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ULYSSES SIMPSON GRANT
18th President (1869-1877)
Education: West Point
Occupation: soldier, businessman
Political Affiliation: Republican
Religious Affiliation: none
Summary of Religious Views:
Grant is often listed as a Methodist, but Franklin Steiner asserts that, although his wife was Methodist, and he sometimes accompanied her to church services, Grant himself never joined any church.
Here is what James L. Crane, Chaplain under Grant's first Civil War command, had to say about Grant's religious views: "Grant belongs to no church organization, yet he entertains and expresses the highest esteem for all the enterprises that tend to promote religion. When at home he generally attended the Methodist Episcopal church, with which some of the members of his family were connected. While he was colonel of the Twenty-first Regiment he gave every encouragement and facility for securing a prompt and uniform observance of religious services, and was generally found in the audience listening to preaching."
Views on Religion & Politics:
Grant was a strong supporter of the separation of church and state, especially in the area of education.
"Now, the centennial year of our national existence, I believe, is a good time to begin the work of strengthening the foundations of the structure commenced by our patriotic forefathers one hundred years ago at Lexington. Let us all labor to add all needful guarantees for the security of free thought, free speech, a free press, pure morals, unfettered religious sentiments, and of equal rights and privileges to all men irrespective of nationality, color, or religion. Encourage free schools, and resolve that not one dollar, appropriated for their support, shall be appropriated to the support of any sectarian schools. Resolve that neither the State nor Nation, nor both combined shall support institutions of learning other than those sufficient to afford to every child growing up in the land the opportunity of a good common school education, unmixed with sectarian, pagan, or atheistical dogmas. Leave the matter of religion to the family altar, the Church, and the private school, supported entirely by private contributions. Keep the Church and State forever separate. With these safeguards, I believe the battles which created the Army of the Tennessee will not have been fought in vain." -- speech before the Society of the Army of the Tennessee, Des Moines Iowa, 30 September 1875
"A large association of ignorant men can not for any considerable period oppose a successful resistance to tyranny and oppression from the educated few, but will inevitably sink into acquiescence to the will of intelligence, whether directed by the demagogue or by priestcraft. Hence the education of the masses becomes of the first necessity for the preservation of our institutions. They are worth preserving, because they have secured the greatest good to the greatest proportion of the population of any form of government yet devised. All other forms of government approach it just in proportion to the general diffusion of education and independence of thought and action. As the primary step, therefore, to our advancement in all that has marked our progress in the past century, I suggest for your earnest consideration, and most earnestly recommend it, that a constitutional amendment be submitted to the legislatures of the several States for ratification, making it the duty of each of the several States to establish and forever maintain free public schools adequate to the education of all the children in the rudimentary branches within their respective limits, irrespective of sex, color, birthplace, or religions; forbidding the teaching in said schools of religious, atheistic, or pagan tenets; and prohibiting the granting of any school funds or school taxes, or any part thereof, either by legislative, municipal, or other authority, for the benefit or in aid, directly or indirectly, of any religious sect or denomination, or in aid or for the benefit of any other object of any nature or kind whatever.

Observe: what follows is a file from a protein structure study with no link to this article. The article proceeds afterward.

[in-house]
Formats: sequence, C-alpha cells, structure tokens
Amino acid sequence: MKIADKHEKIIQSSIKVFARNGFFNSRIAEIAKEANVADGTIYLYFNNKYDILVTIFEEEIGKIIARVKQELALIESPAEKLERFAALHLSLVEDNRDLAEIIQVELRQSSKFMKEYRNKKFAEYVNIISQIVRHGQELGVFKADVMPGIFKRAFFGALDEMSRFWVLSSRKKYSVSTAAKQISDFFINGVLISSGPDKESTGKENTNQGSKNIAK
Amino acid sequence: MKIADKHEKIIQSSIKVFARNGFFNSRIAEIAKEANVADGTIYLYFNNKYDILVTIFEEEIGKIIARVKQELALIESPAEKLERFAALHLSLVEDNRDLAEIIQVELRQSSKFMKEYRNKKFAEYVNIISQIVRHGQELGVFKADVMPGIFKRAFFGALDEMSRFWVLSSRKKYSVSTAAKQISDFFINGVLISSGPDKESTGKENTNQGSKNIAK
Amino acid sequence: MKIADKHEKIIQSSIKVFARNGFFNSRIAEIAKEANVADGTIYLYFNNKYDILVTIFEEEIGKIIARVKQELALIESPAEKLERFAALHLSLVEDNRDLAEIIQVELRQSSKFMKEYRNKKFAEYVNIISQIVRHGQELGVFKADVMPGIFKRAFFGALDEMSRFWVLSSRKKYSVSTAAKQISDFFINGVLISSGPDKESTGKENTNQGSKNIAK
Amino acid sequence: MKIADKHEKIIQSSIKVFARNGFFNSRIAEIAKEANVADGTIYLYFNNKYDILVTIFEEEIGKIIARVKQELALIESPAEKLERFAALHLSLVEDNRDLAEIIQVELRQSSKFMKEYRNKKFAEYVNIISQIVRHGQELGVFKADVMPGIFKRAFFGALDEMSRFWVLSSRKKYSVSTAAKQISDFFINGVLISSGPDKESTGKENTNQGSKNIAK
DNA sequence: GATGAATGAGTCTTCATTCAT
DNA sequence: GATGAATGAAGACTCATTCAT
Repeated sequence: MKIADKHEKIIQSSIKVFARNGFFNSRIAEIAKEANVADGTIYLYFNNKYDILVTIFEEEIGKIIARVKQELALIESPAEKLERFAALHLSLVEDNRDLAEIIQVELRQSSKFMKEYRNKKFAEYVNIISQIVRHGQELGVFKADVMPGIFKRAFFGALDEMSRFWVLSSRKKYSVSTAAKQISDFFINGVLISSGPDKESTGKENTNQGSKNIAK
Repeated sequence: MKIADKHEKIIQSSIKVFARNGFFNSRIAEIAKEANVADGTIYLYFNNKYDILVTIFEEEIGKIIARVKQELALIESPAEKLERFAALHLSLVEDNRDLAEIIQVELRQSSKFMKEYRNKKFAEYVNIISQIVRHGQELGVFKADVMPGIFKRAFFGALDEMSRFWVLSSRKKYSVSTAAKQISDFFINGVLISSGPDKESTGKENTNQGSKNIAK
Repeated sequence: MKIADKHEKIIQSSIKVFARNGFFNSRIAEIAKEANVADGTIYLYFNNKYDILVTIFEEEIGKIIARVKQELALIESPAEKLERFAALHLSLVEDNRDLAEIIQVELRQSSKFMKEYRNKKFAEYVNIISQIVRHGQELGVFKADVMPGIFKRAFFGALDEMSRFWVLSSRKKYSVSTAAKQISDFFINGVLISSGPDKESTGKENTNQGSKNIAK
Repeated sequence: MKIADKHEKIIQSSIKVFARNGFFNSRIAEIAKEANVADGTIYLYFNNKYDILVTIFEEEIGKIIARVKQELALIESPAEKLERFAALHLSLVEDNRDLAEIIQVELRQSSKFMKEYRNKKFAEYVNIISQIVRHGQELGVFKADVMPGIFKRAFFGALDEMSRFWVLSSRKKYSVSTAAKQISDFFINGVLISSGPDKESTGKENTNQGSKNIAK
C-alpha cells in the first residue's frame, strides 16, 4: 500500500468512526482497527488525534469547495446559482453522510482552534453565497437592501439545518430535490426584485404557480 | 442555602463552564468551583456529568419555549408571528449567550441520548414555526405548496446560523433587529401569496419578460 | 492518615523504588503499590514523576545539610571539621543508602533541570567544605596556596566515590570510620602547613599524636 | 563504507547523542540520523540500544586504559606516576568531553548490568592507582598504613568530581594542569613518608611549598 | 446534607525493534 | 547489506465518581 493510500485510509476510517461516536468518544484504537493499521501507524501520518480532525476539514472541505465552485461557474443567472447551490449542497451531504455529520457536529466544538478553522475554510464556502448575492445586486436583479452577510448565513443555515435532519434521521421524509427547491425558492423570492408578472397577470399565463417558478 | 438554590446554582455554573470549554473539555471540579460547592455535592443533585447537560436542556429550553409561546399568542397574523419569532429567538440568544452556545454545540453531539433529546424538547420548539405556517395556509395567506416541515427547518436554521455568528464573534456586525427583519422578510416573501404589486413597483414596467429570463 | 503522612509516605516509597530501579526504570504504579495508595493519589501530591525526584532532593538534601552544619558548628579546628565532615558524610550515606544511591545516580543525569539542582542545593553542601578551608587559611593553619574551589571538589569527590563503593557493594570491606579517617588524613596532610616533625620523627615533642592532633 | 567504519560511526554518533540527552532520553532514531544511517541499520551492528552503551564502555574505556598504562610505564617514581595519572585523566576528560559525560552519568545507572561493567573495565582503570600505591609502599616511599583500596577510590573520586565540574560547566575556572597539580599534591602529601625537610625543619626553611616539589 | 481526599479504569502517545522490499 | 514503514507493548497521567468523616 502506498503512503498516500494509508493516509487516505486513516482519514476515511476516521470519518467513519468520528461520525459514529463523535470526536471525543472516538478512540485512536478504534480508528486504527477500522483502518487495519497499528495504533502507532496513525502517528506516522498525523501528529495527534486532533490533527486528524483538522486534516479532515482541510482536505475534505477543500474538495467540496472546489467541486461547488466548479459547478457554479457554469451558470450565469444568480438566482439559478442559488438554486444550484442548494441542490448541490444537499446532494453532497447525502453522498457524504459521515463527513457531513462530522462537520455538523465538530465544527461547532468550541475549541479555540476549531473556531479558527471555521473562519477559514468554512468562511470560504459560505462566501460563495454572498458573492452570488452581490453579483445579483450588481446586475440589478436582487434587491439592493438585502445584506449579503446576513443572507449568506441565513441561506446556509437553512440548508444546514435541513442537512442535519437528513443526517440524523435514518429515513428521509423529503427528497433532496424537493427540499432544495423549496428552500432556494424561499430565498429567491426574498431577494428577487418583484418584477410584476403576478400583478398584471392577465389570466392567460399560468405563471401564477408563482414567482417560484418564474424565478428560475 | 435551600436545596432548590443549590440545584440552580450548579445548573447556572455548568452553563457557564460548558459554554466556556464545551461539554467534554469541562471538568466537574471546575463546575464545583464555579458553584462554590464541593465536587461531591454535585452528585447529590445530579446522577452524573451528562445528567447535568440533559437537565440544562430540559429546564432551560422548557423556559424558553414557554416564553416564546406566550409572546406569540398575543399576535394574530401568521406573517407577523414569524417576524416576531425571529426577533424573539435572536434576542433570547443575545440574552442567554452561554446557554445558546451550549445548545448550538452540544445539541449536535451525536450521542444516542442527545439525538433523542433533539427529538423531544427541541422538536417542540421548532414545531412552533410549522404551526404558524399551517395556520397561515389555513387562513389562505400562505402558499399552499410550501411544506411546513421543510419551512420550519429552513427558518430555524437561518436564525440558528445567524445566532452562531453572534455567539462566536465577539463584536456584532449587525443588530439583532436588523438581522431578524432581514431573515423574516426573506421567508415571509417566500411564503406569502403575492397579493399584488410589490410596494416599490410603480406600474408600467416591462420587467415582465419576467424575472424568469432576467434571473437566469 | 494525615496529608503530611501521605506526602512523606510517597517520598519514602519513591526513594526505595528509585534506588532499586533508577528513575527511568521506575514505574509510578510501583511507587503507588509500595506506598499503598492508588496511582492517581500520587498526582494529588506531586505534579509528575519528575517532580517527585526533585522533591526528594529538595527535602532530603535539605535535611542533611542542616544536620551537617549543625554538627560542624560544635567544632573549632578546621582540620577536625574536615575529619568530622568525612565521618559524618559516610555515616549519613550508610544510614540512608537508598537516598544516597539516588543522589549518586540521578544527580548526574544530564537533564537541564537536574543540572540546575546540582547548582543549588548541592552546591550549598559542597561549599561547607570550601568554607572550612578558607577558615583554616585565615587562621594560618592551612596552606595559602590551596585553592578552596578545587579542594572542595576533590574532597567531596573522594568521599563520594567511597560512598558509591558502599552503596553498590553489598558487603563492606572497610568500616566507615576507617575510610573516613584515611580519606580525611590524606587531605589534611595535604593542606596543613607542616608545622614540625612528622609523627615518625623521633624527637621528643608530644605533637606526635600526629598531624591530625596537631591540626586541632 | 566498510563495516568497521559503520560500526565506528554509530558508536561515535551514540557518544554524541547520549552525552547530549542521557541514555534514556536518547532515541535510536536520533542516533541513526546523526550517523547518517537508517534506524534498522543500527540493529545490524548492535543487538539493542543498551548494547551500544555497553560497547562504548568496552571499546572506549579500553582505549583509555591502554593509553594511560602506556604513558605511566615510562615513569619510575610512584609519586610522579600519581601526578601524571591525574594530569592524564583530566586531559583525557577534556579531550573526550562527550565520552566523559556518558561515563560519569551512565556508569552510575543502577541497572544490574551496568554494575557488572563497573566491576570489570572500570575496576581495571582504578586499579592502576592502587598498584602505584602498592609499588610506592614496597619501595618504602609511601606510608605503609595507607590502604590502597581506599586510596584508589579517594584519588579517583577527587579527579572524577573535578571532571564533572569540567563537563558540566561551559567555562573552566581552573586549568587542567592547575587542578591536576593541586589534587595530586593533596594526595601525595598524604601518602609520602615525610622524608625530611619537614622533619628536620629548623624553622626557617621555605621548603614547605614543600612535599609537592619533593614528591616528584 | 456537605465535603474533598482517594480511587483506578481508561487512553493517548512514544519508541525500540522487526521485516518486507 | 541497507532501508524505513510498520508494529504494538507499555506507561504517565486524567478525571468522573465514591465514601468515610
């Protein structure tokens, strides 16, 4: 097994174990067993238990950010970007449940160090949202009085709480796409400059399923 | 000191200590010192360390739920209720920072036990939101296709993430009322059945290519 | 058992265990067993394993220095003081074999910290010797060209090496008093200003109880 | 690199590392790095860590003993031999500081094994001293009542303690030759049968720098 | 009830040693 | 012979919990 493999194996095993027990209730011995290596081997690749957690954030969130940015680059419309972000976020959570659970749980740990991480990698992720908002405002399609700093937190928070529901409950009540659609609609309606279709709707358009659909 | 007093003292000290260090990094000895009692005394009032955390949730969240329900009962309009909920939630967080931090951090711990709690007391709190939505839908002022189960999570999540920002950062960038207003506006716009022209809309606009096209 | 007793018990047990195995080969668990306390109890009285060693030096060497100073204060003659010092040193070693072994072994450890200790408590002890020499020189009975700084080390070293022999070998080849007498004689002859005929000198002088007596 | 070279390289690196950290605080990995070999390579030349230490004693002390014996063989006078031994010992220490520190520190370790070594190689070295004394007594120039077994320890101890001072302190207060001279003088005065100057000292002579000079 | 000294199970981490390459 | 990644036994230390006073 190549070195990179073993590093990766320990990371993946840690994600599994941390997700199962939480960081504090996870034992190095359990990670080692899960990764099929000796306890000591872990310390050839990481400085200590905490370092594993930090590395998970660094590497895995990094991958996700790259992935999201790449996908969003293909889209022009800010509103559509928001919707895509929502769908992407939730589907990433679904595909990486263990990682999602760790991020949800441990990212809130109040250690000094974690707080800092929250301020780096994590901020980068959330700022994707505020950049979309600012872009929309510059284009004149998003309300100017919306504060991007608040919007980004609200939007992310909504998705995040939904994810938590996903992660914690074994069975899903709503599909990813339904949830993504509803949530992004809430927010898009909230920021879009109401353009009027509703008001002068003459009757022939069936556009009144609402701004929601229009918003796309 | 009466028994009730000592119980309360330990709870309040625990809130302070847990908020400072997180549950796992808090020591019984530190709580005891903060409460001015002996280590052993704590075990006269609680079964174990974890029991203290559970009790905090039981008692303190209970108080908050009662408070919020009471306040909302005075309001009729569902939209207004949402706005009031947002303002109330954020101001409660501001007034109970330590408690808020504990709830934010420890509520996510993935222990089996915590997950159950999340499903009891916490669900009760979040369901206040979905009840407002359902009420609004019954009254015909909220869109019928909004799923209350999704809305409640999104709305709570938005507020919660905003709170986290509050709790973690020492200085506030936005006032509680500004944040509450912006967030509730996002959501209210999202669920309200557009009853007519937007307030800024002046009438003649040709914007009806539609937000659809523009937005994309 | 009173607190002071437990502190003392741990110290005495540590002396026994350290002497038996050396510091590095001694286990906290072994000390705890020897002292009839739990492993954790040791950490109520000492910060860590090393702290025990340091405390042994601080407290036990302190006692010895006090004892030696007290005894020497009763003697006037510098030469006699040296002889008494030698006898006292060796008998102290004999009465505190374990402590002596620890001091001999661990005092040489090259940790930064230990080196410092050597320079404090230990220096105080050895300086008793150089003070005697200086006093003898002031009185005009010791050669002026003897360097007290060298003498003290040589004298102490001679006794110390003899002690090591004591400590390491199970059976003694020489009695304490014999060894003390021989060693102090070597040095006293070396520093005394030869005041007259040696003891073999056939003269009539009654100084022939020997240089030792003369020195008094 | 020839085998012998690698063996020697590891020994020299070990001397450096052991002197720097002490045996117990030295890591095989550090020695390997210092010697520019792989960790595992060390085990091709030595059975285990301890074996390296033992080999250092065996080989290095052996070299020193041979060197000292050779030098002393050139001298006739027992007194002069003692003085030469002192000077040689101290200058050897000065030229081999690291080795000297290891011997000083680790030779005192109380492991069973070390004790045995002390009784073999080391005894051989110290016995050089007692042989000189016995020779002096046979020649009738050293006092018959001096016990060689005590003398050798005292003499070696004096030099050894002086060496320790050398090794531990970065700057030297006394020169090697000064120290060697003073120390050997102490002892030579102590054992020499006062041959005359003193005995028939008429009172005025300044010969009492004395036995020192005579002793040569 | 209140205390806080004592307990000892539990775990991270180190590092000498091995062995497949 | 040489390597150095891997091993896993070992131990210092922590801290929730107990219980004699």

"In connection with this important question I would also call your attention to the importance of correcting an evil that, if permitted to continue, will probably lead to great trouble in our land before the close of the nineteenth century. It is the accumulation of vast amounts of untaxed church property.